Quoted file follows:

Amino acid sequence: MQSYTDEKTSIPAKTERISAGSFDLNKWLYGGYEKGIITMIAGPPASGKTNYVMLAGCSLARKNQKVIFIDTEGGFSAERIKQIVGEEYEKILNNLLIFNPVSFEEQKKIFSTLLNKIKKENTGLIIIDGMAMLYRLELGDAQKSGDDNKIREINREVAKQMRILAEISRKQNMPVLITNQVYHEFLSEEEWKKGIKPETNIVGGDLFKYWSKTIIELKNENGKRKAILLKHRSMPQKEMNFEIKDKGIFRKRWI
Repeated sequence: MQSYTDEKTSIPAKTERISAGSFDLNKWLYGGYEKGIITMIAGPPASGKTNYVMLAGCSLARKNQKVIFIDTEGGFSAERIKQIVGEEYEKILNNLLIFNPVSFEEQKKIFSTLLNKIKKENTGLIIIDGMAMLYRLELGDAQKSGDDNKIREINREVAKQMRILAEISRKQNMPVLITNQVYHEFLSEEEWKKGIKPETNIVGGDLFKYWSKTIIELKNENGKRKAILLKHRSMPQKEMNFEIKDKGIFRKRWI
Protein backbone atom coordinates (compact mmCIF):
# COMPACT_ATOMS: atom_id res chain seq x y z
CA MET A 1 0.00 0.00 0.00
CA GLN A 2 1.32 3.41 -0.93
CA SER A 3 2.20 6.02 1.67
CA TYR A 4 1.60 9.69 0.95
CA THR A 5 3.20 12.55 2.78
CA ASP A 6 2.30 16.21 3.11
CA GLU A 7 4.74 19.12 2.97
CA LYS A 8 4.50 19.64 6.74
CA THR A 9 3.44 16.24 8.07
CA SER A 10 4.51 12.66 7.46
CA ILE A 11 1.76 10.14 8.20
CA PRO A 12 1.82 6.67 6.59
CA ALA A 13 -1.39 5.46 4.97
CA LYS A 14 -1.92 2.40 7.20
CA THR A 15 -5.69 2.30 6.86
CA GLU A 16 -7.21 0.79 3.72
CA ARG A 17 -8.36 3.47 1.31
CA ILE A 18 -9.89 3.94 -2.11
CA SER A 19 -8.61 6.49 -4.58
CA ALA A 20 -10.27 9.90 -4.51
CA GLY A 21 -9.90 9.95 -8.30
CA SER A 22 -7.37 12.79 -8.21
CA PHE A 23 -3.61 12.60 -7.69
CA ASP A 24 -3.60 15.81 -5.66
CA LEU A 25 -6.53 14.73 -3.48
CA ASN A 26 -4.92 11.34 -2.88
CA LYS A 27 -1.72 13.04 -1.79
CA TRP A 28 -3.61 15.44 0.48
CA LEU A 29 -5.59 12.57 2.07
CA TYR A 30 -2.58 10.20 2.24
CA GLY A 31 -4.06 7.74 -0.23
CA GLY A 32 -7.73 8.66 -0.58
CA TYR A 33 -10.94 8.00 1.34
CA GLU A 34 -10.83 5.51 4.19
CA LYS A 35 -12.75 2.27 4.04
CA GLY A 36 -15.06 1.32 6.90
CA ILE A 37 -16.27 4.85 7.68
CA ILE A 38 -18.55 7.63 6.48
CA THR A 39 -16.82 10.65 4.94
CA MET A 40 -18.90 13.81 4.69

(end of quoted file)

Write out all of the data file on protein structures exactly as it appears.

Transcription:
Amino acid sequence: MQSYTDEKTSIPAKTERISAGSFDLNKWLYGGYEKGIITMIAGPPASGKTNYVMLAGCSLARKNQKVIFIDTEGGFSAERIKQIVGEEYEKILNNLLIFNPVSFEEQKKIFSTLLNKIKKENTGLIIIDGMAMLYRLELGDAQKSGDDNKIREINREVAKQMRILAEISRKQNMPVLITNQVYHEFLSEEEWKKGIKPETNIVGGDLFKYWSKTIIELKNENGKRKAILLKHRSMPQKEMNFEIKDKGIFRKRWI
Repeated sequence: MQSYTDEKTSIPAKTERISAGSFDLNKWLYGGYEKGIITMIAGPPASGKTNYVMLAGCSLARKNQKVIFIDTEGGFSAERIKQIVGEEYEKILNNLLIFNPVSFEEQKKIFSTLLNKIKKENTGLIIIDGMAMLYRLELGDAQKSGDDNKIREINREVAKQMRILAEISRKQNMPVLITNQVYHEFLSEEEWKKGIKPETNIVGGDLFKYWSKTIIELKNENGKRKAILLKHRSMPQKEMNFEIKDKGIFRKRWI
Protein backbone atom coordinates (compact mmCIF):
# COMPACT_ATOMS: atom_id res chain seq x y z
CA MET A 1 0.00 0.00 0.00
CA GLN A 2 1.32 3.41 -0.93
CA SER A 3 2.20 6.02 1.67
CA TYR A 4 1.60 9.69 0.95
CA THR A 5 3.20 12.55 2.78
CA ASP A 6 2.30 16.21 3.11
CA GLU A 7 4.74 19.12 2.97
CA LYS A 8 4.50 19.64 6.74
CA THR A 9 3.44 16.24 8.07
CA SER A 10 4.51 12.66 7.46
CA ILE A 11 1.76 10.14 8.20
CA PRO A 12 1.82 6.67 6.59
CA ALA A 13 -1.39 5.46 4.97
CA LYS A 14 -1.92 2.40 7.20
CA THR A 15 -5.69 2.30 6.86
CA GLU A 16 -7.21 0.79 3.72
CA ARG A 17 -8.36 3.47 1.31
CA ILE A 18 -9.89 3.94 -2.11
CA SER A 19 -8.61 6.49 -4.58
CA ALA A 20 -10.27 9.90 -4.51
CA GLY A 21 -9.90 9.95 -8.30
CA SER A 22 -7.37 12.79 -8.21
CA PHE A 23 -3.61 12.60 -7.69
CA ASP A 24 -3.60 15.81 -5.66
CA LEU A 25 -6.53 14.73 -3.48
CA ASN A 26 -4.92 11.34 -2.88
CA LYS A 27 -1.72 13.04 -1.79
CA TRP A 28 -3.61 15.44 0.48
CA LEU A 29 -5.59 12.57 2.07
CA TYR A 30 -2.58 10.20 2.24
CA GLY A 31 -4.06 7.74 -0.23
CA GLY A 32 -7.73 8.66 -0.58
CA TYR A 33 -10.94 8.00 1.34
CA GLU A 34 -10.83 5.51 4.19
CA LYS A 35 -12.75 2.27 4.04
CA GLY A 36 -15.06 1.32 6.90
CA ILE A 37 -16.27 4.85 7.68
CA ILE A 38 -18.55 7.63 6.48
CA THR A 39 -16.82 10.65 4.94
CA MET A 40 -18.90 13.81 4.69